Over 100 participants attended a World Bank Roundtable Discussion on Agriculture and Water, held in Islamabad, Pakistan from 10-11 March 2011, which was organized with support from the FAO Investment Centre, amongst other donors. The event, which received extensive local press coverage, was led by the Planning Commission of the Government of Pakistan, as part of a series of continuing consultations among its federal and provincial authorities. The findings of these workshops will contribute to the investment plan for agriculture in the country, and help to align national and provincial priorities with potential areas for support by the World Bank, FAO and other international agencies.
Agriculture and water representatives at national and provincial level and from development agencies participated in the Roundtable discussions which took stock of Pakistan’s current status, its challenges, and its aspirations for agriculture and water development, drawing on extensive in-country knowledge and international experiences from other countries. A wide range of issues were covered from which three priority areas emerged: technology (agriculture, information and communication technologies, processing), markets, and water use efficiency (engineering, institutions, crop selection).
In the opening statements, Kevin Gallagher, FAO Representative in Pakistan, emphasized the new challenges facing the agriculture sector following the devastating floods of 2010, as well as those imposed by the enhanced decentralization in line with the 18th Constitutional Amendment. He also highlighted the importance of the lenghty FAO/World Bank partnership in this sector in Pakistan.
FAO Investment Centre speakers included Turi Fileccia, Senior Agronomist, and two international consultant experts, Kalim Qamar and Gerry Boyle. Fileccia provided an overview of the development of the seed industry in Pakistan and various options for the sector’s growth. He noted that Pakistan’s seed sector has progressed in development and is maturing, which indicates that the strong oversight and protections once needed and supplied by the public sector can now be increasingly met through a demand-driven market system. The system uses the private sector to supply many agricultural needs to the farmers, but also insures that the public sector guarantees a structure for an orderly seed industry, and that seed supplies reach areas where the private sector is less able to function. Further investment in such market systems will help ensure a mature growth of the seed sector. Professor Boyle, director of the Irish Agriculture and Food Development Authority, underlined that knowledge capital is a primary driver of innovation and improvement by the private sector, farmers, processors and agri-business, but the state has a co-responsibility to promote innovation. Effective agricultural knowledge innovation systems are the result of good private-public partnerships. Qamar, an extension services expert, added that development is increasingly driven by market demand and not production. To satisfy this demand, public extension services need to change into pluralistic systems involving government, private sector, civil society, farmers’ associations, universities, individual advisors, with the governments playing coordination and quality control roles.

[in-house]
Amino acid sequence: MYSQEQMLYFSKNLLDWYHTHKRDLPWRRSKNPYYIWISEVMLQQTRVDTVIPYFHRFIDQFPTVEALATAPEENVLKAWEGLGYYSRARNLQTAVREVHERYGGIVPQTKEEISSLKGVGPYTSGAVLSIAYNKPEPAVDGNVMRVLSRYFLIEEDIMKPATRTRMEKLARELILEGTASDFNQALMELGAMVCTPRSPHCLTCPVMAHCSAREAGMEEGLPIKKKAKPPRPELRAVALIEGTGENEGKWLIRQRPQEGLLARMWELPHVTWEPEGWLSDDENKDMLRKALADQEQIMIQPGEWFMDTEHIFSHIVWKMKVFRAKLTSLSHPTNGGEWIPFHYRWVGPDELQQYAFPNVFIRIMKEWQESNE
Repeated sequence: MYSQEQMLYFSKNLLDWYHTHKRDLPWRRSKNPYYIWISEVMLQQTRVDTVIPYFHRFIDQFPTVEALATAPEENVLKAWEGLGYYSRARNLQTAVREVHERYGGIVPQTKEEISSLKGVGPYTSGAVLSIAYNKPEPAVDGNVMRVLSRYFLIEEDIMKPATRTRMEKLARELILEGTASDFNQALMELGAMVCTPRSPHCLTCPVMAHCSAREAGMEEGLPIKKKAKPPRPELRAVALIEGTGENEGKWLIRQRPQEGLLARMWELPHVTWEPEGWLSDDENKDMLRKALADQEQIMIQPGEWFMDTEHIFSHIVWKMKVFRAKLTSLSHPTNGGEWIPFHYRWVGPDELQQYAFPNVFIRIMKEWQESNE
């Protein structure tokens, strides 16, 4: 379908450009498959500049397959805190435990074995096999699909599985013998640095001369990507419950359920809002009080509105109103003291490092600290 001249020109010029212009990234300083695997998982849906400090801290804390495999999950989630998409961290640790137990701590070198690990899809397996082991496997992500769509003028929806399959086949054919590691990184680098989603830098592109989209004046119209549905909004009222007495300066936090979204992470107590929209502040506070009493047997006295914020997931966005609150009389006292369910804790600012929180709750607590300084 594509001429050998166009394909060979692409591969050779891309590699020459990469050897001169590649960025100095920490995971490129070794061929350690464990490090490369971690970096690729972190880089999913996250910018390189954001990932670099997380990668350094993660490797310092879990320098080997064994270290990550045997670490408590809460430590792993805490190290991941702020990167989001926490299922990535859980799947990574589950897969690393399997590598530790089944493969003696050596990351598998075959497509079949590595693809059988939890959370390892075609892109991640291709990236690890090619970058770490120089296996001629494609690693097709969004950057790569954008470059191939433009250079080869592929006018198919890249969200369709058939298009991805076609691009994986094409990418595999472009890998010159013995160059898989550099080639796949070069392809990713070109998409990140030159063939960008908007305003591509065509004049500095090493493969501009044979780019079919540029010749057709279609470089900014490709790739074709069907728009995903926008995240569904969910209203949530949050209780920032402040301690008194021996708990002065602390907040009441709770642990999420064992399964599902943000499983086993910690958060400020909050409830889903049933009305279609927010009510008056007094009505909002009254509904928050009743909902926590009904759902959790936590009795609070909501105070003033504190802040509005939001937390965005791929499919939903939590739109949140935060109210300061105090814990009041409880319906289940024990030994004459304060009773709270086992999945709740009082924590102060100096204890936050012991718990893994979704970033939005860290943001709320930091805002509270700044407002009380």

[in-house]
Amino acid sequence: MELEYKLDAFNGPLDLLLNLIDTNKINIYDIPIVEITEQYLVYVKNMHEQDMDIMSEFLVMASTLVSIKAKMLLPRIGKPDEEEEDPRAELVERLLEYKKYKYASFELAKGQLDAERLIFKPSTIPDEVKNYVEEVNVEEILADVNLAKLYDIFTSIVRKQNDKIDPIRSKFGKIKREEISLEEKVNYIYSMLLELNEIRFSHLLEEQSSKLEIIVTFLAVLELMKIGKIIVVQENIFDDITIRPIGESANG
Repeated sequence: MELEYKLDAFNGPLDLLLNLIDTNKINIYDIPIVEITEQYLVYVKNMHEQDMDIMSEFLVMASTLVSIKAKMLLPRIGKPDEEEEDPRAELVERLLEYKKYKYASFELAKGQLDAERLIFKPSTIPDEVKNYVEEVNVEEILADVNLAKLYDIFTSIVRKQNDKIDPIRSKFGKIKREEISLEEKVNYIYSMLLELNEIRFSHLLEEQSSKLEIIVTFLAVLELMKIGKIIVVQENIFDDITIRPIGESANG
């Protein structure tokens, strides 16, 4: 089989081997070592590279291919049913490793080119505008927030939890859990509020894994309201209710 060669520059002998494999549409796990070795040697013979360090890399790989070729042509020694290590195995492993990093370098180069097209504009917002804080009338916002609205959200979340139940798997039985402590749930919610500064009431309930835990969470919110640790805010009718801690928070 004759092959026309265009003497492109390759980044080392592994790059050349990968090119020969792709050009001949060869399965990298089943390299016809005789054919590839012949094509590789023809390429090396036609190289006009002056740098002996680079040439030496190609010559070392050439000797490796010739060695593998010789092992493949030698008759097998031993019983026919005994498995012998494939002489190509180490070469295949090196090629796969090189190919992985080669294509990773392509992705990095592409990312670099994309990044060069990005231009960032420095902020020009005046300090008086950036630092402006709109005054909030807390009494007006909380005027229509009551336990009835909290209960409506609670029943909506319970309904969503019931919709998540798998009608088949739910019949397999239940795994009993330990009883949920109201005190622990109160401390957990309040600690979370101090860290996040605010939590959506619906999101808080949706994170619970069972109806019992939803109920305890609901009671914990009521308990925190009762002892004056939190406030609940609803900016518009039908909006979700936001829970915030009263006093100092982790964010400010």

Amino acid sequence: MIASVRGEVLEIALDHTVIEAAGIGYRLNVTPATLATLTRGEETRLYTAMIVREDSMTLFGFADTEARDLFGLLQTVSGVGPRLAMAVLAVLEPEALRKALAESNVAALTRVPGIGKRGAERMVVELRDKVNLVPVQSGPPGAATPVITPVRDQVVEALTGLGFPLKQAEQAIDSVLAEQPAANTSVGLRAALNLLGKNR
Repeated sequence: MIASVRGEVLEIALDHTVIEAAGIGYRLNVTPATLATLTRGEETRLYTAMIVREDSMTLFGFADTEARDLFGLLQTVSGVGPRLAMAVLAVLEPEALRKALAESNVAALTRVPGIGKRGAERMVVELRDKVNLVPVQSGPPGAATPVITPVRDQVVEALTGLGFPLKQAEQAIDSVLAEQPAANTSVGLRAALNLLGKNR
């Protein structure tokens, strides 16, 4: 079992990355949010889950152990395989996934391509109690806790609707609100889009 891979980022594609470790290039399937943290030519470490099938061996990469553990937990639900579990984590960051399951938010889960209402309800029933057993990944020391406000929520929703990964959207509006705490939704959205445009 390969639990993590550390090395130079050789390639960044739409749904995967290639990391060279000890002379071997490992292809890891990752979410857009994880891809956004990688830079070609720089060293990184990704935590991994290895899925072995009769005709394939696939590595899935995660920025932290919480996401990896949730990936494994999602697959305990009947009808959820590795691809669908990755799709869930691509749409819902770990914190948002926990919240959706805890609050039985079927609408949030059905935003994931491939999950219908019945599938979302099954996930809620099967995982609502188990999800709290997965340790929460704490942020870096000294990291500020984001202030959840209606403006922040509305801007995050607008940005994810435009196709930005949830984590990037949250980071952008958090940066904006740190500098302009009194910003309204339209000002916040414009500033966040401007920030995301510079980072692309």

The participants have called on the Government of Pakistan for more such forums at national and provincial levels as the Government continues to roll out its investment and analytical programmes. The National Forum on Agriculture of the Planning Commission will be coordinating follow-up work on priority areas identified by the Roundtable participants.
For further information on the Roundtable presentations and discussions, see: http://www.worldbank.org.pk/WBSITE/EXTERNAL/COUNTRIES/SOUTHASIAEXT/PAKISTANEXTN/0,,contentMDK:22851365~menuPK:293057~pagePK:64027988~piPK:64027986~theSitePK:293052,00.html